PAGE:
This does not mean that she is against parental leave as a whole – on the contrary. “I proposed a draft law that had the opposite goal – making paternal leave equally mandatory for both parents. It was interesting that the main opponents of this proposition were women, not men,” she exclaims. “There is this very strong message that has been promoted for years about how the connection that a child forms with its mother in the first three years of its life is crucial. But there is no public debate about the research that shows how, if a father spends an equal amount of time with the child as the mother does, the way that his perception of his role in the family changes for the better. The same applies to the quality of his relationship with the child” she adds.

The way that policies are designed tells a lot about the prevailing mindset in the country and may be interpreted as a threat to women’s rights in the future, Topcic-Rosenberg says. “One of the important issues of Europe is its ageing population. Some countries are trying to solve this problem using a patriarchal approach of promoting an image of women as bearers of the nation’s future and applying a subtle sense of guilt if they do not spend time at home to raise children. This is not a solution either to demographic problems or gender equality, but a road to discrimination and poverty.  There are other solutions, focused on diversity, openness, and inclusion,” she says.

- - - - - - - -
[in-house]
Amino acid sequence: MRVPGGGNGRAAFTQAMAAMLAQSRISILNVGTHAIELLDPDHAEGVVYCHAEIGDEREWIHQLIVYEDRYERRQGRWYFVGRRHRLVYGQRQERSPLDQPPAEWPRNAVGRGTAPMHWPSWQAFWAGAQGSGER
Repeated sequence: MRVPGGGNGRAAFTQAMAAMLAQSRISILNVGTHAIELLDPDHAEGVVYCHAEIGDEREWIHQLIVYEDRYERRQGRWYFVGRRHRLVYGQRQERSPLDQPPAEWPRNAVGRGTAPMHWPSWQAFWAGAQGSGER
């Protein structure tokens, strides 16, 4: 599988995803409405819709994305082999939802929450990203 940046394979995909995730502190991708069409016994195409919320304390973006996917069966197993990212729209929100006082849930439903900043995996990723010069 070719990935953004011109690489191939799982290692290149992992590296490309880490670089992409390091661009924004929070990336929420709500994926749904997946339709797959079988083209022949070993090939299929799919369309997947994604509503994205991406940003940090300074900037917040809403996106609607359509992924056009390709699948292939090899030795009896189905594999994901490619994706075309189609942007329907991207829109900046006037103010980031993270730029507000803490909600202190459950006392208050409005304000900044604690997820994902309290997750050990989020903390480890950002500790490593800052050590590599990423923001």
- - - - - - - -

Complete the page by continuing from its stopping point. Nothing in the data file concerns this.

Diana Topcic-Rosenberg
© Friedrich Naumann Foundation for Freedom

An antidote to conservatism

In a way, Topcic-Rosenberg sees her role in the world of politics to be one of the antidotes to these developments. “This is where politics in general should be going creating space for women to be equal to men in all aspects of society.